The "industrial" customer probably uses the pressure washer 20 to 40 hours per week and requires at least a 3000-hour machine. The pump life is extended with a lower speed design (1,750RPM or less) and unloader and burner controls tested to over 88,000 cycles. There are only a few high-speed pumps that can last up to 3,000 hours. The electric motor should be high efficiency/low amp draw and drive the pump through gear reduction or belts if it is high speed. Gas engines should be industrial/commercial and may power the burner system through a high-amp, 12-volt charging system and power the pump with belts, which transfer less engine heat and vibration to the pump.
The "professional" contract cleaner and other heavy users can require a machine that runs more than 40 hours per week or over 2,000 hours per year. Only the premium quality pumps that are used in applications like coin-op car washes are designed for this kind of life. Belt drive is a must for extended life and serviceability. Heavy-duty designs require all components to be top quality. Heat exchanger coils should be a minimum schedule 80 pipe. The electric motor should be not only high efficiency but should also have reserve power or a service factor of 115%. If gasoline-powered, twin-cylinder pressure lubricated engines are preferred, they should be rated to produce 50% more power than the load. Water-cooled gas and diesel engines also provide extended life. Diesel burner systems that are 12 volt have recently become more reliable, but the proven 110-volt systems are a better bet especially when heating over 4 gpm of water and 350,000 BTU's. Life expectancies of over two years in harsh environments require quality powder-coated finish or extensive use of less corrosive materials such as stainless steel and polyethylene.
Customers may not always fit into the categories that we have placed them in. A homeowner may wish to purchase a machine that lasts longer than two years and may not mind spending a bit more up front to get a commercial or even industrial machine that will be less expensive in the long run. A tradesman or an industrial/commercial user may anticipate using the pressure washer many additional hours per week or may not want to replace the pressure washer every few years. A washer designed for over 40 hours of use per week would double the life span if it were only used 20 hours per week.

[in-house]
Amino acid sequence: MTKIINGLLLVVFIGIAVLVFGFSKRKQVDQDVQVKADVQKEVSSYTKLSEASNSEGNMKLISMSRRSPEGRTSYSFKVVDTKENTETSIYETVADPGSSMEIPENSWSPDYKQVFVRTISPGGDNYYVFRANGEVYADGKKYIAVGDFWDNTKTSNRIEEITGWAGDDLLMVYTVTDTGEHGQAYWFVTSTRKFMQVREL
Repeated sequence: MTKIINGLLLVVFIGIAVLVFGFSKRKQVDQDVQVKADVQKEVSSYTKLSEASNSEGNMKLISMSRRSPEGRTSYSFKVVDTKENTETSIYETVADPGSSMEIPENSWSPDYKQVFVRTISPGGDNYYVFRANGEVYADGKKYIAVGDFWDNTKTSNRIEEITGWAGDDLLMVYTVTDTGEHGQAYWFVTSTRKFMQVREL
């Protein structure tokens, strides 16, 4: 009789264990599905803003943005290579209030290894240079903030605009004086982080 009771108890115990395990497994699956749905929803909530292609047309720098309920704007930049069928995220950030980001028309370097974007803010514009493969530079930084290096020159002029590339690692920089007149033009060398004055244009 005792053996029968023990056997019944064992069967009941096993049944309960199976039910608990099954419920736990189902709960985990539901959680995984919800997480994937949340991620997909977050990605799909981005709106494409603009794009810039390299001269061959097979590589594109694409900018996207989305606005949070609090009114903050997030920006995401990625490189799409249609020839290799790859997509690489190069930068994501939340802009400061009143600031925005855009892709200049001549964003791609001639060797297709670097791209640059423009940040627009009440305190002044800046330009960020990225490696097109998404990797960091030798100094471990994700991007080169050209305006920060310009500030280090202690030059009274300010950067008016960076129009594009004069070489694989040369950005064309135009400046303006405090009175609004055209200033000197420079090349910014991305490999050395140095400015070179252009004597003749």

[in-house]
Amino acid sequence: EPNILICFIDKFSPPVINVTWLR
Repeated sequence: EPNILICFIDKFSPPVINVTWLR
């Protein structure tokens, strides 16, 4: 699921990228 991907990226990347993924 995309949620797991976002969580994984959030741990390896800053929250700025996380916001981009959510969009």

Unfortunately, some customers have budget constraints that make it difficult to purchase the machine that might cost more up front but provide an overall lower cost of ownership. It is up to us as professionals, who have the experience and knowledge to ask the right questions, to educate consumers and provide them with realistic life expectations so they don't buy the wrong pressure washer. It is also important to remind customers that purchasing CETA Performance Certified products will ensure that they are getting the pressure and flow output they paid for and enough reserve horsepower that won't overload the motor and shorten the life. Customers will come back and buy again from distributors they can trust to match the right pressure washer to their needs and expectations.
John Koen is president of Hydro Tek Systems, Inc. and served as CETA President for 2001-2002.